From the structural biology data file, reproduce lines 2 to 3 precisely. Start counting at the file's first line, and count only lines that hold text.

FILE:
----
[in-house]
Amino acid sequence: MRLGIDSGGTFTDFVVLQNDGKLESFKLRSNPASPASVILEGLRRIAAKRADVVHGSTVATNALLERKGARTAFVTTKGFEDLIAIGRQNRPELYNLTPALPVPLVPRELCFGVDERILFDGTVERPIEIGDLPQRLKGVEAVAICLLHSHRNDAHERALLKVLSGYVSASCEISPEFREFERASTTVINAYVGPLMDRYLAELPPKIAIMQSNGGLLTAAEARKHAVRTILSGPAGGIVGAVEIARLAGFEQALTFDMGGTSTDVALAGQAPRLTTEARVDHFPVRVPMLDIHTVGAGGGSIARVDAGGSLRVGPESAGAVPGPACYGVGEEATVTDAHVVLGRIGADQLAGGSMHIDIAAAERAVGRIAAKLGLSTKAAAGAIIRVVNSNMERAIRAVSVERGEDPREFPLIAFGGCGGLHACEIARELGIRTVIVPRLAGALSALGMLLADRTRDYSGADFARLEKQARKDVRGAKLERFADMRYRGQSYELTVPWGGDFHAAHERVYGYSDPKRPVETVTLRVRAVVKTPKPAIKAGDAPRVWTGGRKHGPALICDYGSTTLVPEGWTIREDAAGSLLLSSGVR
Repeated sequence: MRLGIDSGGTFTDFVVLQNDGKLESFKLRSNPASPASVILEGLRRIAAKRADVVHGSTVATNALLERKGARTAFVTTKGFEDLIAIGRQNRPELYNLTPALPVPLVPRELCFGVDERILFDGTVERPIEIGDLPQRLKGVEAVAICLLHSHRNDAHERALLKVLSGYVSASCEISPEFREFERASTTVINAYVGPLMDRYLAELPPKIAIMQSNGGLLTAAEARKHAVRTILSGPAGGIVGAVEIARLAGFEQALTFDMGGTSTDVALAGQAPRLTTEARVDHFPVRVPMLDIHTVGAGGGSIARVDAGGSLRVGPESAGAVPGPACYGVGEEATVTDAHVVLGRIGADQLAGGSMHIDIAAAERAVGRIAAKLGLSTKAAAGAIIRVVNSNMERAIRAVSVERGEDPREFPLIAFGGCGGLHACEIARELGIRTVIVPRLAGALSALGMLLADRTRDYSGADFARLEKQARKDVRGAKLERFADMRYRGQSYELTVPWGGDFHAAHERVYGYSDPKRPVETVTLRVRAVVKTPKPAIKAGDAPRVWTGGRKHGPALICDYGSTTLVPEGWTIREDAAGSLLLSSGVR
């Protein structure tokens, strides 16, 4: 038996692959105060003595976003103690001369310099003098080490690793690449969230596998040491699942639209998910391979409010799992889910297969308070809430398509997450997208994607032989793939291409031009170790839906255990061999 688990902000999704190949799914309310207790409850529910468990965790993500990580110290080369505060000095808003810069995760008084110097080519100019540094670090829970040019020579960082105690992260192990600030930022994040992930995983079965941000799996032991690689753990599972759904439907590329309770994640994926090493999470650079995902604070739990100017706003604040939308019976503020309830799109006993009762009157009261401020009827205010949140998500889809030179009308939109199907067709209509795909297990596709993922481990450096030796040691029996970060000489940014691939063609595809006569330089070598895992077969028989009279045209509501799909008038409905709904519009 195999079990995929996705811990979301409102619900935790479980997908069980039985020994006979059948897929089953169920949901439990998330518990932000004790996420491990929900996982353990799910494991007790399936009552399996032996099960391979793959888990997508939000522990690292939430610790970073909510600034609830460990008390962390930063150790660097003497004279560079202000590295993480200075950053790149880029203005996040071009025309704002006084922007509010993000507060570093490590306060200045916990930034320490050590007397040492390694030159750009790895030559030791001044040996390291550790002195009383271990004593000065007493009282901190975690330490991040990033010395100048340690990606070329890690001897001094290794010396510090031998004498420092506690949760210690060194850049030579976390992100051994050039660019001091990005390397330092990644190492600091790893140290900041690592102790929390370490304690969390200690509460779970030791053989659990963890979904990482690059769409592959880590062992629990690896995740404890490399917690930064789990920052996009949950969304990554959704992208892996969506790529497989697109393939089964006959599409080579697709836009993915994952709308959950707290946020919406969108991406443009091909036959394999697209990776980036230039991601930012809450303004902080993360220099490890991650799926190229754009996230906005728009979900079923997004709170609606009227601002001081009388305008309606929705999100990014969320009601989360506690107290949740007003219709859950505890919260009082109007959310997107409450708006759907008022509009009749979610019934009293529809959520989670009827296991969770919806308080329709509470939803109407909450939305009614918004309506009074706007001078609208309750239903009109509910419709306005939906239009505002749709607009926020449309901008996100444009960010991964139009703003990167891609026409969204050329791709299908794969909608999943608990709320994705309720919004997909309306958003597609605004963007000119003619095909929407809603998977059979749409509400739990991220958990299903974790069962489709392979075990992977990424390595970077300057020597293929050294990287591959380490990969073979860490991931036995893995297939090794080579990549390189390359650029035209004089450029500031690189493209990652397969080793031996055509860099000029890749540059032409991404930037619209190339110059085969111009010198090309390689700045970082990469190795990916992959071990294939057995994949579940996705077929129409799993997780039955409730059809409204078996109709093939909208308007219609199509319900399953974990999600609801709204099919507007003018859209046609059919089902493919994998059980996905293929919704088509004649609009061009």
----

Amino acid sequence: MRLGIDSGGTFTDFVVLQNDGKLESFKLRSNPASPASVILEGLRRIAAKRADVVHGSTVATNALLERKGARTAFVTTKGFEDLIAIGRQNRPELYNLTPALPVPLVPRELCFGVDERILFDGTVERPIEIGDLPQRLKGVEAVAICLLHSHRNDAHERALLKVLSGYVSASCEISPEFREFERASTTVINAYVGPLMDRYLAELPPKIAIMQSNGGLLTAAEARKHAVRTILSGPAGGIVGAVEIARLAGFEQALTFDMGGTSTDVALAGQAPRLTTEARVDHFPVRVPMLDIHTVGAGGGSIARVDAGGSLRVGPESAGAVPGPACYGVGEEATVTDAHVVLGRIGADQLAGGSMHIDIAAAERAVGRIAAKLGLSTKAAAGAIIRVVNSNMERAIRAVSVERGEDPREFPLIAFGGCGGLHACEIARELGIRTVIVPRLAGALSALGMLLADRTRDYSGADFARLEKQARKDVRGAKLERFADMRYRGQSYELTVPWGGDFHAAHERVYGYSDPKRPVETVTLRVRAVVKTPKPAIKAGDAPRVWTGGRKHGPALICDYGSTTLVPEGWTIREDAAGSLLLSSGVR
Repeated sequence: MRLGIDSGGTFTDFVVLQNDGKLESFKLRSNPASPASVILEGLRRIAAKRADVVHGSTVATNALLERKGARTAFVTTKGFEDLIAIGRQNRPELYNLTPALPVPLVPRELCFGVDERILFDGTVERPIEIGDLPQRLKGVEAVAICLLHSHRNDAHERALLKVLSGYVSASCEISPEFREFERASTTVINAYVGPLMDRYLAELPPKIAIMQSNGGLLTAAEARKHAVRTILSGPAGGIVGAVEIARLAGFEQALTFDMGGTSTDVALAGQAPRLTTEARVDHFPVRVPMLDIHTVGAGGGSIARVDAGGSLRVGPESAGAVPGPACYGVGEEATVTDAHVVLGRIGADQLAGGSMHIDIAAAERAVGRIAAKLGLSTKAAAGAIIRVVNSNMERAIRAVSVERGEDPREFPLIAFGGCGGLHACEIARELGIRTVIVPRLAGALSALGMLLADRTRDYSGADFARLEKQARKDVRGAKLERFADMRYRGQSYELTVPWGGDFHAAHERVYGYSDPKRPVETVTLRVRAVVKTPKPAIKAGDAPRVWTGGRKHGPALICDYGSTTLVPEGWTIREDAAGSLLLSSGVR